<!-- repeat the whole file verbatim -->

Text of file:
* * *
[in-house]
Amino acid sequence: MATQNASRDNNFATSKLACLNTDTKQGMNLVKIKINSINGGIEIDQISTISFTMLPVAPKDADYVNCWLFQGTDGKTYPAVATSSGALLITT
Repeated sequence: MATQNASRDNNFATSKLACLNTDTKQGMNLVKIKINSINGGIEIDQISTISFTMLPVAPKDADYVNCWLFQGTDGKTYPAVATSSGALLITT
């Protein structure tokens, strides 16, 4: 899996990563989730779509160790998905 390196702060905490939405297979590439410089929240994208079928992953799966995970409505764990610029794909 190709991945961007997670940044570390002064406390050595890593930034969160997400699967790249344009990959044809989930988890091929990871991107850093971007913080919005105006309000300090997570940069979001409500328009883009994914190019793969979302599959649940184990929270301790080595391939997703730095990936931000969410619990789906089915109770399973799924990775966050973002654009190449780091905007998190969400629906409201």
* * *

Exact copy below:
[in-house]
Amino acid sequence: MATQNASRDNNFATSKLACLNTDTKQGMNLVKIKINSINGGIEIDQISTISFTMLPVAPKDADYVNCWLFQGTDGKTYPAVATSSGALLITT
Repeated sequence: MATQNASRDNNFATSKLACLNTDTKQGMNLVKIKINSINGGIEIDQISTISFTMLPVAPKDADYVNCWLFQGTDGKTYPAVATSSGALLITT
């Protein structure tokens, strides 16, 4: 899996990563989730779509160790998905 390196702060905490939405297979590439410089929240994208079928992953799966995970409505764990610029794909 190709991945961007997670940044570390002064406390050595890593930034969160997400699967790249344009990959044809989930988890091929990871991107850093971007913080919005105006309000300090997570940069979001409500328009883009994914190019793969979302599959649940184990929270301790080595391939997703730095990936931000969410619990789906089915109770399973799924990775966050973002654009190449780091905007998190969400629906409201």